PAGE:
Voters rejected funding for service in 2007
Jan 14, 2010
By Greg Elias
Three years after voters rejected the idea, Fire Chief Ken Morton has rolled out a new proposal for a Williston-based ambulance service.
The scaled-back plan would speed emergency responses without raising taxes, Morton said. The town would purchase a pair of ambulances and hire one or two people. User fees billed to patients’ medical insurance are expected to fully cover expenses.
Morton said he revived the proposal because Williston still needs a homegrown ambulance service.
“I felt so strongly, so committed to having an ambulance service for the community,” Morton said. “We have carefully crafted a proposal that costs less.”
The Selectboard debated the proposal on Monday evening. If the board signs off on the service, it would then have to decide whether to seek voter approval for bond funding or pay for it through the operating budget.
Morton’s plan is considerably less ambitious than the one rejected by voters in 2007.
That proposal entailed hiring six new employees and buying two ambulances. A grant would have initially paid for the service, but some worried about ongoing costs when the grant money ran out.
By a 3-2 margin, voters said no to a ballot item requesting $250,000 in bond funding for the ambulances and a $447,884 budget for staffing and debt payments.
A few area rescue services now serve Williston. St. Michael’s Rescue responds to about three-quarters of all emergency calls, Morton said. Rescue services in Essex and Richmond and at the University of Vermont go to the remaining calls.
When a 911 call comes in, first responders are dispatched from the Williston Fire Department. The patient is then transferred to an ambulance from St. Michael’s or the other rescue services.
But there have long been concerns about a system that uses ambulances stationed miles from Williston and the extra time it takes to hand off a patient. Morton, while careful to praise St. Michael’s Rescue, said using a single, nearby service would get patients to the hospital quicker and more efficiently.
Revenue vs. expenses
Morton presented to the Selectboard last month detailed estimates of the service’s expenses and revenue. Including payments for the ambulances, fuel, maintenance and equipment, projected annual costs are $231,915.
On the revenue side, Morton said fees of either $450 or $550 depending on the type of response will be charged for each patient transported to the hospital. Based on assumptions about the numbers and types of calls and an 80 percent collection rate, he estimates the service will generate $260,360 in annual revenue.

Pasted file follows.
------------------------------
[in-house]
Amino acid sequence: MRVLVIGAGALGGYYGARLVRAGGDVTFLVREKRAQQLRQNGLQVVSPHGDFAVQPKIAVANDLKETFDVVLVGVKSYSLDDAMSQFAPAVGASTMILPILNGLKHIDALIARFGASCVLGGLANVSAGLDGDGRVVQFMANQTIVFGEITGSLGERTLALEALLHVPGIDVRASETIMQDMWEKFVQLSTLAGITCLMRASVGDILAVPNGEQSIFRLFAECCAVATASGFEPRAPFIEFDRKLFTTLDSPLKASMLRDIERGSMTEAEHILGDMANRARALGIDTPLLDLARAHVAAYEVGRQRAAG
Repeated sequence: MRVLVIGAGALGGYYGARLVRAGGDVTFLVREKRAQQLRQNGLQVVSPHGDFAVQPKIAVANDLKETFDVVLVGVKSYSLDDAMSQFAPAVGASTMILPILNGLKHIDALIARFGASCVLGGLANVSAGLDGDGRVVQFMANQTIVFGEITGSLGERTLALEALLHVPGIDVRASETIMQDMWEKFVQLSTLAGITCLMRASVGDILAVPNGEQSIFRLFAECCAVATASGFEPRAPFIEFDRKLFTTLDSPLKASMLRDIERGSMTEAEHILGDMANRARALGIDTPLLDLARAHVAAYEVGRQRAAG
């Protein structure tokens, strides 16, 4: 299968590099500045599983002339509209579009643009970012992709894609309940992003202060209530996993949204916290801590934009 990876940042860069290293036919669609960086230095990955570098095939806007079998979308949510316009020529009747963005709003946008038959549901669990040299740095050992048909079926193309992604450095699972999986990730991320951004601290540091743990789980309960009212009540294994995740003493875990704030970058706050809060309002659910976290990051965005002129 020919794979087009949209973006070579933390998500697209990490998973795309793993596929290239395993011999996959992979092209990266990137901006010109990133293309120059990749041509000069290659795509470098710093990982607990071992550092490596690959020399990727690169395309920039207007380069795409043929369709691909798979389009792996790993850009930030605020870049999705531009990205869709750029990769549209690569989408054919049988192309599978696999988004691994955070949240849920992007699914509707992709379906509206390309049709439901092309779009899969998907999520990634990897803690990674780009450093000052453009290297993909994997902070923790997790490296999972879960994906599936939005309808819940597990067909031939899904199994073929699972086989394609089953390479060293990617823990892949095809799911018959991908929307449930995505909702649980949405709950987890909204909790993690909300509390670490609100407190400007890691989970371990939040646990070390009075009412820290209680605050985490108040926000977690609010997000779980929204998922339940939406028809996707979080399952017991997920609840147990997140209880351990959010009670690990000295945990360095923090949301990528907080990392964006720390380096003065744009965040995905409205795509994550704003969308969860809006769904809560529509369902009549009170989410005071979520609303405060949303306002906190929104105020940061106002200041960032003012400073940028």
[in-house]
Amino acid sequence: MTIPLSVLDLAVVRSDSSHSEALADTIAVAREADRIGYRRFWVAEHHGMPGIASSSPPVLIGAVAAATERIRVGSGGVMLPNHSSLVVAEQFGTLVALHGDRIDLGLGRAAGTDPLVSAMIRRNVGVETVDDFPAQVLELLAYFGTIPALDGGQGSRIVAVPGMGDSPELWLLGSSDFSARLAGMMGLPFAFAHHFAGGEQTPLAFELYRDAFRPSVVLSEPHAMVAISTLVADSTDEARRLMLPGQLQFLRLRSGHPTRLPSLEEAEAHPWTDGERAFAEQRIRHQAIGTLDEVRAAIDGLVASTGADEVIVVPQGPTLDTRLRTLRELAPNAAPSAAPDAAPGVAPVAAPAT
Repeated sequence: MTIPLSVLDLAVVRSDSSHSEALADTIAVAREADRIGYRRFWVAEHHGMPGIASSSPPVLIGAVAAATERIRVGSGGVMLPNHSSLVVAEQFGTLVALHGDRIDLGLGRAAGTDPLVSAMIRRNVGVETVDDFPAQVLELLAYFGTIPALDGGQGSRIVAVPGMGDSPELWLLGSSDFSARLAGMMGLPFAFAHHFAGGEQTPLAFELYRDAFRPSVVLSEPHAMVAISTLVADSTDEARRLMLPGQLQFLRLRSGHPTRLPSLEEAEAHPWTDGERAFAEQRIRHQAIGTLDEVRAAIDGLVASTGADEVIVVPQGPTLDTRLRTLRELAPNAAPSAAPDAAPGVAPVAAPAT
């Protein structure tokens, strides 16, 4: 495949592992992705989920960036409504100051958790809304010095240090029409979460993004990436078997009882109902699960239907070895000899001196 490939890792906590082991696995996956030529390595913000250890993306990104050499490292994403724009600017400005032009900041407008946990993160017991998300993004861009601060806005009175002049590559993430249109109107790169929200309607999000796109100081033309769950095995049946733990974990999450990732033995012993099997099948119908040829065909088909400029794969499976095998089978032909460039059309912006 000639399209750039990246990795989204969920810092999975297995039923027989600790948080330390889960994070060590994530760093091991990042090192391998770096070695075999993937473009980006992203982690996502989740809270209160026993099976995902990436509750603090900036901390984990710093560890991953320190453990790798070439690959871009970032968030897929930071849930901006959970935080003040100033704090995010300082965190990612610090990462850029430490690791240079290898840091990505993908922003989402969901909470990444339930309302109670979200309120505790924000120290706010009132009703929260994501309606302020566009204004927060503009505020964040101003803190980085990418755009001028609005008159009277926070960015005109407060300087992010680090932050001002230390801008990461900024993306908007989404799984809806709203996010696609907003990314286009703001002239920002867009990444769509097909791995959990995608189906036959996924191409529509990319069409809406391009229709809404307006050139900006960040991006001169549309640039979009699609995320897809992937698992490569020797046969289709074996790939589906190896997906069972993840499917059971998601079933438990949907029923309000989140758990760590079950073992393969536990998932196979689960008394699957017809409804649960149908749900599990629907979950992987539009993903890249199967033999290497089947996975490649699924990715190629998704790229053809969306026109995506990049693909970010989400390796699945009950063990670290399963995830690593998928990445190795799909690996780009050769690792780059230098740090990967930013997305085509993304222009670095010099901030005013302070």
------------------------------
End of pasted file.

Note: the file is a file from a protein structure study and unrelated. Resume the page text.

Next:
Morton said he has been conservative in his projections. He believes the actual revenue would probably be considerably higher. Using the conservative numbers, he estimates revenue will exceed expenses by $28,445.
Some Selectboard members, however, worry about the potential cost for taxpayers should those projections prove wrong.
“My biggest concern is that the costs will be more than the estimates and we will receive less than estimates in revenue,” Jeff Fehrs said.
Chris Roy said Morton made a persuasive case that the rescue service would in fact pay for itself. Roy said the conservative revenue numbers Morton outlined and scaled-back staffing requirements make it much more palatable than the 2007 proposal.
Selectboard Chairman Terry Macaig agreed that voters may find it much easier to support the new proposal. He said it helps that the service does not rely on a short-term grant to pay for permanent employees.
Still, staffing poses a potential future financial liability. After all, if six employees were needed in 2007, how can two new staffers — one hired immediately and another later if revenue and expenses are on track — be enough?
The Fire Department’s staffing situation has changed significantly since the last vote, Morton said, noting the size of its emergency medical services staff has more than doubled over the past three years.
The new fire station, which opened after voters rejected the last ambulance proposal, has sleeping quarters for both on-call and full-time firefighters as well as emergency medical personnel. Morton said that keeps people on hand around the clock who could staff the ambulance service.
Still, Fehrs said the potential future need to add more employees is among the proposal’s greatest risks.
“Once you have an ambulance service, you can’t turn it off,” he said.
Referendum appears likely
If the Selectboard OKs the ambulance service, it would then need to decide how to finance the equipment.
Proposed ballot wording asks voters to approve $200,000 in bonds for the first ambulance. A proposed second used ambulance to be used as a back-up vehicle may be financed through the operating budget.
Another possibility is to obtain the new ambulance through a lease-purchase arrangement. The town would make payments on the vehicle and eventually own it.
The arrangement could include an opt-out clause that would allow the town to cancel the lease if ambulance funding was cut. It would also avoid a bond vote.
But Fehrs, Macaig and Roy all said they want to give voters the last word on the ambulance service.
“I think we have to be straightforward with voters and let then say yes or no on the ballot,” Macaig said. “I don’t want people to think we’re hiding something in the budget.”
Because an ambulance service was previously rejected, the new proposal should also be on the ballot, Roy said, who worried that rolling the expenditure into the operating budget might anger voters.
“I don’t want to pull the whole budget down because of that issue,” he said.
The Selectboard will continue to discuss the proposed ambulance service at its Jan. 14 meeting at Town Hall. The meeting begins at 7 p.m.